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Landlords reluctant to commit to S106 homes, warn housebuilders

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Landlords reluctant to commit to S106 homes, warn housebuilders


Published by 24publishing for in Housing and also in Communities, Local Government

Landlords reluctant to commit to S106 homes, warns housebuilders Landlords reluctant to commit to S106 homes, warns housebuilders

Housing associations are increasingly reluctant to commit to S106 purchases as a result of uncertainty around future grant funding post-2015, the Home Builders Federation (HBF) has warned.

The warning was made in the HBF’s Autumn Statement submission to chancellor George Osborne ahead of his speech next week.

The HBF said: “They are increasingly reluctant to commit to S106 purchases, so that home builders find themselves with very limited demand for these units.

“This will have an increasingly adverse impact on vendors’ willingness to release land as house builders are unable to forecast Affordable Housing (AH) obligations and revenues. It is already having an impact on AH negotiations with local authorities for schemes delivering post 2015 and on housing supply from longer-term housing schemes and land investments.”

It says the affordable homes programme could be accelerated if the HCA exercised “much greater flexibility”.

On its wish list includes calls to expand the definition of affordable housing. It says the current definition in the National Planning Policy Framework “is very narrow”.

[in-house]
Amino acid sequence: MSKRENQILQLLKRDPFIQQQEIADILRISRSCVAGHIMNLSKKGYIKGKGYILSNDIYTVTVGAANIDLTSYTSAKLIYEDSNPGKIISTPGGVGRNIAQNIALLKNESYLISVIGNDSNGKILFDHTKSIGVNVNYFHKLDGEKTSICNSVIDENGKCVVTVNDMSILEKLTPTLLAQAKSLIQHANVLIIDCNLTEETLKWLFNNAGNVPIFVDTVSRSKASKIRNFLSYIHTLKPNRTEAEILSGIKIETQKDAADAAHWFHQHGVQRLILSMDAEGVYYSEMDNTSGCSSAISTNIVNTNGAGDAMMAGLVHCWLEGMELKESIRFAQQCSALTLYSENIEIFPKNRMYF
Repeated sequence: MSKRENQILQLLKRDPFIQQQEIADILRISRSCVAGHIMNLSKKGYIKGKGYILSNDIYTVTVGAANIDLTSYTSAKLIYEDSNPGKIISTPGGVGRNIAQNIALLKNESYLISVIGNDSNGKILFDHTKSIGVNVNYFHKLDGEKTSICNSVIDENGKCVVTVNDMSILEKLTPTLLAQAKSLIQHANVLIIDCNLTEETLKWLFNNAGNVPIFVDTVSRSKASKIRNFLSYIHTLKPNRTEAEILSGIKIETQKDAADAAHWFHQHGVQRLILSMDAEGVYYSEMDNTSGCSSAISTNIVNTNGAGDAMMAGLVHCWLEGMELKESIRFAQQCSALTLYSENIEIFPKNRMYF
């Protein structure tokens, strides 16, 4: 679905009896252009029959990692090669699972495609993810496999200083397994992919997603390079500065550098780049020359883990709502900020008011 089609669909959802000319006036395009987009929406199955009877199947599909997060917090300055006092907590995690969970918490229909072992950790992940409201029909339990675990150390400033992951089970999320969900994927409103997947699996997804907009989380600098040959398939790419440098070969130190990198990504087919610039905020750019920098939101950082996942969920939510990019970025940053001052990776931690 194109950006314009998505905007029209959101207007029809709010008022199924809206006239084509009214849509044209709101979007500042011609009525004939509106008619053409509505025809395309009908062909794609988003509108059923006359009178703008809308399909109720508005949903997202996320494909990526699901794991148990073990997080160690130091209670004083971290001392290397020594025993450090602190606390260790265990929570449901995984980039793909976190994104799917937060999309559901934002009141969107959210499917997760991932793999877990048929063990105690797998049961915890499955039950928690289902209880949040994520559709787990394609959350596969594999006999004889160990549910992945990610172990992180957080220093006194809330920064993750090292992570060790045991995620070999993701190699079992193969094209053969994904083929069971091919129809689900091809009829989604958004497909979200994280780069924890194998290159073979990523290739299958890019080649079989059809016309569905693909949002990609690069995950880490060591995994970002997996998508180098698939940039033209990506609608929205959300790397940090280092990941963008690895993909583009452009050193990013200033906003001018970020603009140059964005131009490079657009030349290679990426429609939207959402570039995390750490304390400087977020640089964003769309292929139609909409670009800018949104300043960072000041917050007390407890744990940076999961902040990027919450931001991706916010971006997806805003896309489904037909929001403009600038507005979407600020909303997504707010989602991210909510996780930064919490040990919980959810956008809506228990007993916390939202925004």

It said if the definition were expanded, for example to allow shared-equity, discounted market sale, and possibly some forms of private rented housing, the private and regulated sectors would be able to provide many more homes than under the current definition.

The HBF submission said: “A broader definition would allow companies to meet a larger spread of the intermediate market and offer individual buyers choice from a range of solutions.

“There has been an enormous growth in the number of prospective purchasers of intermediate housing products, households which are not prioritised for subsidised housing but are also unable to access full home ownership at market prices. These households are economically active but their housing aspirations and choices are being denied.”

An expansion of the definition, it argues, would also increase innovation improve site viabilities and profitability and allow home builders to increase their output.


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